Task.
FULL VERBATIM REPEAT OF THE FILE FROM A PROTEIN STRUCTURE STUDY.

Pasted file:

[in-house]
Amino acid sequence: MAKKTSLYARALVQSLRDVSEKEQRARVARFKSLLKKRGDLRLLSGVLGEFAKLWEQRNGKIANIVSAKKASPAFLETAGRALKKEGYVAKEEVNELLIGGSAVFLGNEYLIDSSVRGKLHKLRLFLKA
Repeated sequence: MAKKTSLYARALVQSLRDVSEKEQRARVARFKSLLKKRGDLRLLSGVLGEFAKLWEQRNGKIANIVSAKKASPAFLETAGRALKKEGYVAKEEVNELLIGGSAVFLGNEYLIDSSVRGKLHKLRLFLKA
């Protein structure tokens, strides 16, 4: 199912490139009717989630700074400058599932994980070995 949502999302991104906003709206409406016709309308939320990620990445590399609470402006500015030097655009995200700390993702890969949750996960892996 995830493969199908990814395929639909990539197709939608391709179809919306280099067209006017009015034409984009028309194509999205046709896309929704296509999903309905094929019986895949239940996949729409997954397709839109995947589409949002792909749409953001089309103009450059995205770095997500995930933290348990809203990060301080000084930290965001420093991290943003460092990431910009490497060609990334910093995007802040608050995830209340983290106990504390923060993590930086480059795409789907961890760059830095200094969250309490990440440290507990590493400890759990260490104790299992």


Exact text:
[in-house]
Amino acid sequence: MAKKTSLYARALVQSLRDVSEKEQRARVARFKSLLKKRGDLRLLSGVLGEFAKLWEQRNGKIANIVSAKKASPAFLETAGRALKKEGYVAKEEVNELLIGGSAVFLGNEYLIDSSVRGKLHKLRLFLKA
Repeated sequence: MAKKTSLYARALVQSLRDVSEKEQRARVARFKSLLKKRGDLRLLSGVLGEFAKLWEQRNGKIANIVSAKKASPAFLETAGRALKKEGYVAKEEVNELLIGGSAVFLGNEYLIDSSVRGKLHKLRLFLKA
């Protein structure tokens, strides 16, 4: 199912490139009717989630700074400058599932994980070995 949502999302991104906003709206409406016709309308939320990620990445590399609470402006500015030097655009995200700390993702890969949750996960892996 995830493969199908990814395929639909990539197709939608391709179809919306280099067209006017009015034409984009028309194509999205046709896309929704296509999903309905094929019986895949239940996949729409997954397709839109995947589409949002792909749409953001089309103009450059995205770095997500995930933290348990809203990060301080000084930290965001420093991290943003460092990431910009490497060609990334910093995007802040608050995830209340983290106990504390923060993590930086480059795409789907961890760059830095200094969250309490990440440290507990590493400890759990260490104790299992």